|Oct 02 – 22, 2015
Despite his young age, Róbert Batykó’s artistic career has been accompanied by such acknowledgements as the Strabag Artaward, the Leopold Bloom Art Award, and a nomination for the AVIVA Award. The individual character of his art revealed itself from the onset of his career, drawing on Pop Art, street art, graffiti art, photorealism and montage in his unique approach to hard-edge painting. Although his works are based on images from our daily lives, owing to the unusual crops and surfaces of different pictorial techniques within the same painting, Batykó’s paintings can best be characterized as abstract.
At acb Attachment’s latest exhibition, Róbert Batykó presents his most recent series, painted in Germany in the summer of 2015. The point of departure for the paintings was the packaging of various products: unfolded boxes decorated with vivid color fields and abstract patterns. Batykó is drawn to this subject primarily because of its visual aspects; structured with folds and perforations, the mostly geometrically patterned, “flattened” paper boxes allow him to experiment with a novel approach to hard-edge painting in terms of both attitude and technique. Batykó partly returns to the reduced formal devices of his first series (tapes, logos), and simultaneously he effectuates a technical reduction: he breaks with the multi-layered surface consisting of various pictorial structures, and instead, he works with a thin, single coat of paint, sometimes burnished, resulting in a print-like effect.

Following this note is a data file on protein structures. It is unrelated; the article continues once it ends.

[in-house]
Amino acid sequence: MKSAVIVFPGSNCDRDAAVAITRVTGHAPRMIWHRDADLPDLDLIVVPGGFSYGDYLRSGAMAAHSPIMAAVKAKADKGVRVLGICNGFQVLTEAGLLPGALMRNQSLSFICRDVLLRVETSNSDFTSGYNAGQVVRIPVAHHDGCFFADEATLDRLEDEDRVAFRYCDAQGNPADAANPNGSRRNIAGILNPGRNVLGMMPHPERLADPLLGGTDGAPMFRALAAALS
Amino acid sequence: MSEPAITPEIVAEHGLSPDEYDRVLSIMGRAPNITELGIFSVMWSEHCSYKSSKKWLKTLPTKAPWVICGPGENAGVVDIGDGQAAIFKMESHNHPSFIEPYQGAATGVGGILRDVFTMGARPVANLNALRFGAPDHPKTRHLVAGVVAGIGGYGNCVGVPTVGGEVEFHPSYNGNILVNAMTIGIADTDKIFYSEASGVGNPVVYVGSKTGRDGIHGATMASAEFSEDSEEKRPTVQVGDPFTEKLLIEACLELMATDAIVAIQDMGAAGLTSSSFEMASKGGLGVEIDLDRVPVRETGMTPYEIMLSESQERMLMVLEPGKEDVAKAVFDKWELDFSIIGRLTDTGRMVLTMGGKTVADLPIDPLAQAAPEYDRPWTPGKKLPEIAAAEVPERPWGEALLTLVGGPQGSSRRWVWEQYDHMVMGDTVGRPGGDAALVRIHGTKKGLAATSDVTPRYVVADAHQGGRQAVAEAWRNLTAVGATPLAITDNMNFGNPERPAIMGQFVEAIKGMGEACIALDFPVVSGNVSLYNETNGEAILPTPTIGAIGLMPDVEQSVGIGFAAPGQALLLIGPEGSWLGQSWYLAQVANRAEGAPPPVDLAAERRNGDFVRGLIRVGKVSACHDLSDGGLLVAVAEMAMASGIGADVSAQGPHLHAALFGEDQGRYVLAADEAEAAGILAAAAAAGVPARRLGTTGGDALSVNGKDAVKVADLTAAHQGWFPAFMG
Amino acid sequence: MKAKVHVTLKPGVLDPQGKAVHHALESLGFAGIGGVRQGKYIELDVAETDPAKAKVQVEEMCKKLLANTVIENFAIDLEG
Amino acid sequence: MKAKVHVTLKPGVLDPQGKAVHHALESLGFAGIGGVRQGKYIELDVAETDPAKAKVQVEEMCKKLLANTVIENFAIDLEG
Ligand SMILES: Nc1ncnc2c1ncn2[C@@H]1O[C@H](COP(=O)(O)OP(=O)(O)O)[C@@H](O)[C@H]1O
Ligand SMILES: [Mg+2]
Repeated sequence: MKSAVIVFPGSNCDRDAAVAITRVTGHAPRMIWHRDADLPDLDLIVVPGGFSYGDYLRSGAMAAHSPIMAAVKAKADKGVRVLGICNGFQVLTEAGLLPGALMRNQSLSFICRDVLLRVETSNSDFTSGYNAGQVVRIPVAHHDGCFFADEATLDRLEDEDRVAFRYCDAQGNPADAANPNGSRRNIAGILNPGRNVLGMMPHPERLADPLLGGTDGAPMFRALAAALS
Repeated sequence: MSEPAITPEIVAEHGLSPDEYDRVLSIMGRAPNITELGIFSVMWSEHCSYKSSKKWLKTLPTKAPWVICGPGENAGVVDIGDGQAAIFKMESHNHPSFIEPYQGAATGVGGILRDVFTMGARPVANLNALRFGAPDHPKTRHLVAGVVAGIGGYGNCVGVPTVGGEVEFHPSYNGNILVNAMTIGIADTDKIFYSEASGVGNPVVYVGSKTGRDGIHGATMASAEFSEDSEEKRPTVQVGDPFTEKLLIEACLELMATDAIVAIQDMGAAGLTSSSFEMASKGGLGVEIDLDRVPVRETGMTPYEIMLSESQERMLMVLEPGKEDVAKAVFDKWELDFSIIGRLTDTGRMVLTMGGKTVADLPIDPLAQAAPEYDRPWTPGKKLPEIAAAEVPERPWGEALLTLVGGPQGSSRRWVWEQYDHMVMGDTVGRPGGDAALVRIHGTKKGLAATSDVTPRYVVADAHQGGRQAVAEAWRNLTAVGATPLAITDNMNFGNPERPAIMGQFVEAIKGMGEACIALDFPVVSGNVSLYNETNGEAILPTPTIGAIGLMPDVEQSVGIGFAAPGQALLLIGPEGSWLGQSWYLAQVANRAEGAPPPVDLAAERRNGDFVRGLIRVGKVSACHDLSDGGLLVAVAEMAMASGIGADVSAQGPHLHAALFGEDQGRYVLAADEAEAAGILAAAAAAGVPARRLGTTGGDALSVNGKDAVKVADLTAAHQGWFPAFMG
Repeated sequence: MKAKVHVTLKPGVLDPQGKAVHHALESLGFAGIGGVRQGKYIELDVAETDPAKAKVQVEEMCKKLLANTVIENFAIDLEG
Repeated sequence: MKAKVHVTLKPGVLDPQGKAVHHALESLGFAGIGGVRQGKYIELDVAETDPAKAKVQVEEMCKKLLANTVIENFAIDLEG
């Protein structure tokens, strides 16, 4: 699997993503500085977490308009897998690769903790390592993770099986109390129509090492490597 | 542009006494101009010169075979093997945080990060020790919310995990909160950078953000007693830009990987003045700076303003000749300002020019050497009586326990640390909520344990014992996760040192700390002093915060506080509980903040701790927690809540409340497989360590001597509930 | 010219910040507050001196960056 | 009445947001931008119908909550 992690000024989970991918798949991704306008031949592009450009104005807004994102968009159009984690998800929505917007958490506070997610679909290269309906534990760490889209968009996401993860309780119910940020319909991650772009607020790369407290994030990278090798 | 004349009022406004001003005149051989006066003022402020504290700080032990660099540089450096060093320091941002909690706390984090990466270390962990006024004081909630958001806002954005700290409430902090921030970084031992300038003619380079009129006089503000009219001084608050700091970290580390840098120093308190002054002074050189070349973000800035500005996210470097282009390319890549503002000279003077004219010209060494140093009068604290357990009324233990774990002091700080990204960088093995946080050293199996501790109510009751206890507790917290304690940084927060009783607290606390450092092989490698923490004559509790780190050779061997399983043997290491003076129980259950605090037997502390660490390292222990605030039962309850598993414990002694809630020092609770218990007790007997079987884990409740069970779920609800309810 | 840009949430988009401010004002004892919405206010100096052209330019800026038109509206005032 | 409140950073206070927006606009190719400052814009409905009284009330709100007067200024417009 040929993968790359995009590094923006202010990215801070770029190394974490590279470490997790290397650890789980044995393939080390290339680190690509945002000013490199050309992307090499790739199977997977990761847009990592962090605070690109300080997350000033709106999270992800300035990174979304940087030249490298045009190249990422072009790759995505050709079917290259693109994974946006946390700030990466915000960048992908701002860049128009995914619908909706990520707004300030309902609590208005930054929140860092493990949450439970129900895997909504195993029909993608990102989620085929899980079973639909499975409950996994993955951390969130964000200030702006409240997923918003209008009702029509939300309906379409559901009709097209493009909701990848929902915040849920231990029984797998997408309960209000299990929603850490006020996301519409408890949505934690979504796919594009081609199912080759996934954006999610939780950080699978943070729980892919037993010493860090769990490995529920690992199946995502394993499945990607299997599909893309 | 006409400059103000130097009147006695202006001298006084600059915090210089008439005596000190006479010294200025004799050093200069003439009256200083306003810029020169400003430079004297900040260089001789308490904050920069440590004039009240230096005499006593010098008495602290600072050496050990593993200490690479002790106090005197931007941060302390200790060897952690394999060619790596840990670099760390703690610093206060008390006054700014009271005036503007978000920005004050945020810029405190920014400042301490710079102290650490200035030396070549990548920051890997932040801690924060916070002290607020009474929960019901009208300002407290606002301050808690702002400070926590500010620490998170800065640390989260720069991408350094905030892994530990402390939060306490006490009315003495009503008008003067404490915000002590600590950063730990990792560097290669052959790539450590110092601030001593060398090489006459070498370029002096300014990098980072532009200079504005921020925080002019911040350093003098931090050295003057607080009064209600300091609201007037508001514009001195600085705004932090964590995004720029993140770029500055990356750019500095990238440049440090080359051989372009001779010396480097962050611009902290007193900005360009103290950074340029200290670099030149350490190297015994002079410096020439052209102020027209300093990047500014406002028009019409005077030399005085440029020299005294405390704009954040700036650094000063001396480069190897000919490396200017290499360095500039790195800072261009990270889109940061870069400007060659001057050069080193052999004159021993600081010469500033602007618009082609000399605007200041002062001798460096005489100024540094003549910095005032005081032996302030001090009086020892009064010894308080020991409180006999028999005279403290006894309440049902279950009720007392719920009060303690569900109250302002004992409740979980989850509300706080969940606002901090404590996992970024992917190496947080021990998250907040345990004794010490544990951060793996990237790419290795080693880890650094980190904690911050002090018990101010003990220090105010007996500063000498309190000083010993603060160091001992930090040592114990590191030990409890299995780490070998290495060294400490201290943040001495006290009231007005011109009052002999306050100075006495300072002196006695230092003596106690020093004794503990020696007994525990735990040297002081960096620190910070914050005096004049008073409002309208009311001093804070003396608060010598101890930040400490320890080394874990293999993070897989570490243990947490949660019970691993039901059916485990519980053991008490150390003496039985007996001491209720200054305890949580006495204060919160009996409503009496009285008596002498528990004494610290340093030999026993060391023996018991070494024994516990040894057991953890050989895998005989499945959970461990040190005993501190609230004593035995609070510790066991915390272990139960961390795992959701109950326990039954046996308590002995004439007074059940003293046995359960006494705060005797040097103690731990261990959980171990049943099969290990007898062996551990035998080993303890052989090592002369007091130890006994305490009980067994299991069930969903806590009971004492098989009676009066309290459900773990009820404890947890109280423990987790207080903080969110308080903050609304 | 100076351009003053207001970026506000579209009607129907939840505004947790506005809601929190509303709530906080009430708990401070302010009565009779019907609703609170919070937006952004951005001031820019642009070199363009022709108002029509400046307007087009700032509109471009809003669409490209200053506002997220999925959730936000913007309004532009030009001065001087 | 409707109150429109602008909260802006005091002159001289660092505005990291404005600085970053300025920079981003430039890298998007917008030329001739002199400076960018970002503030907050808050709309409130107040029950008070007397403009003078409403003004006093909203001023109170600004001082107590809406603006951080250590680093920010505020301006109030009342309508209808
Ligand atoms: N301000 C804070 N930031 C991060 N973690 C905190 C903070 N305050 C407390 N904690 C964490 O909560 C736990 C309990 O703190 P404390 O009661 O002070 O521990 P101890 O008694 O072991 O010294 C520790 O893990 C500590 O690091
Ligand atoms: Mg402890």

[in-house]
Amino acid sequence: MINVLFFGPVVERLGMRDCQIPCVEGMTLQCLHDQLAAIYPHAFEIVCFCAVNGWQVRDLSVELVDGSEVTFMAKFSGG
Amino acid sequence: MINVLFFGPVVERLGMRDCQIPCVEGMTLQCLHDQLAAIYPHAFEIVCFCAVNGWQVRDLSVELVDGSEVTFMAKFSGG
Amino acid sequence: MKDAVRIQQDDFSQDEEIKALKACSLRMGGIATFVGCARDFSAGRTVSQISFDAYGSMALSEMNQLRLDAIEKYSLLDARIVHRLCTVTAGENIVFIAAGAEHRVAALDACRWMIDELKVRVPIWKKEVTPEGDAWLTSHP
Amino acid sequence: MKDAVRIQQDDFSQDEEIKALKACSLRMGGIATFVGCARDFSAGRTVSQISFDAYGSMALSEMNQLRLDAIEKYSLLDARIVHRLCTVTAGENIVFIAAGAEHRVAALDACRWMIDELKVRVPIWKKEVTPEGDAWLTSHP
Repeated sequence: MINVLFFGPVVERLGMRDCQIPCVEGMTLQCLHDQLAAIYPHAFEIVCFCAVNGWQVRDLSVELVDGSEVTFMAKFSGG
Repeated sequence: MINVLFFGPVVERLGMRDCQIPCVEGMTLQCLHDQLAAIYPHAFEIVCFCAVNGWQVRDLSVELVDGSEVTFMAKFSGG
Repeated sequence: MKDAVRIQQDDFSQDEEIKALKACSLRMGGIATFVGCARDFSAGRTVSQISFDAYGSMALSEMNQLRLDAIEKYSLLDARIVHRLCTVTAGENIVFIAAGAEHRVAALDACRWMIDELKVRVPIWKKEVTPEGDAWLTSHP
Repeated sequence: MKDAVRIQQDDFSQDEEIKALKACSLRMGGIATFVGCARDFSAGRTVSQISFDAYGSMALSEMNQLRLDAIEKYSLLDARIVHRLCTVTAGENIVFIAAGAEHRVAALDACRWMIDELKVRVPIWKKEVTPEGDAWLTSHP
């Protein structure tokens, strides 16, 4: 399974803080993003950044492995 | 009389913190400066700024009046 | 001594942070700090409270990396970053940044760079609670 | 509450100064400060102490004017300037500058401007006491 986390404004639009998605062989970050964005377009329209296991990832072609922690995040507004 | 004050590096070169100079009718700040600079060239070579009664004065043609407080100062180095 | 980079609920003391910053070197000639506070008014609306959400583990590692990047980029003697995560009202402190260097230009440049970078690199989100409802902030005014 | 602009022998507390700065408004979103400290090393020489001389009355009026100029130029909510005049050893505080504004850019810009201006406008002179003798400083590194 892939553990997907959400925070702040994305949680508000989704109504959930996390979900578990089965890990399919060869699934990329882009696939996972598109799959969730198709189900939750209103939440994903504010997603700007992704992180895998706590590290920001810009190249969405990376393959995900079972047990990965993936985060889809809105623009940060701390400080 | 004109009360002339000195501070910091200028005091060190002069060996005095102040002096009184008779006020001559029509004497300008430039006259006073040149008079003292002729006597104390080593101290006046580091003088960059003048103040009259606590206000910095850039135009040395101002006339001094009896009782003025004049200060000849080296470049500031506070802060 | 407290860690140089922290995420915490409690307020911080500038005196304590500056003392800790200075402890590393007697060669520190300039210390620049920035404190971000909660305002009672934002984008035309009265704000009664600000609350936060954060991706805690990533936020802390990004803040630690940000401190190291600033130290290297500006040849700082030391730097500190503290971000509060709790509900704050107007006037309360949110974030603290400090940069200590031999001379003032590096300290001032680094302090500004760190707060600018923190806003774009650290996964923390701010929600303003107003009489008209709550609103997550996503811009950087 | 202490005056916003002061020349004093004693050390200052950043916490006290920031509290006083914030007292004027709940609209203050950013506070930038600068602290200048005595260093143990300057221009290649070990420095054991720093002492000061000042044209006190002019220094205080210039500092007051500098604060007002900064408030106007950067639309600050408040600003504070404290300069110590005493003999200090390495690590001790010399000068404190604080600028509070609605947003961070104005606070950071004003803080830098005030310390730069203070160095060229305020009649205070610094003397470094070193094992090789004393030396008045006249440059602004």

The series of paintings he began in the autumn of 2014, depicting the minimalist, functional design and sings on the back doors of trucks, also reflecting on the historical traditions of geometric abstraction, can be considered an antecedent of his latest works. The closed door, like the surface of the box in the present series, is a plane that shuts something away, conceals something, and the painting depicting it is a two-dimensional projection of this plane. In addition to the referentiality of the duality of concealment and revelation by the plane of panel painting to art history and visual perception, Batykó thematizes the dichotomy between the representational function and of the painting and its quality as an object. With its Pop Art-like character and allusions to street art and graffiti (and thus to the beginnings of his own art), the series is an evolution of Batykó’s artistic activity both in terms of painting technique and theme.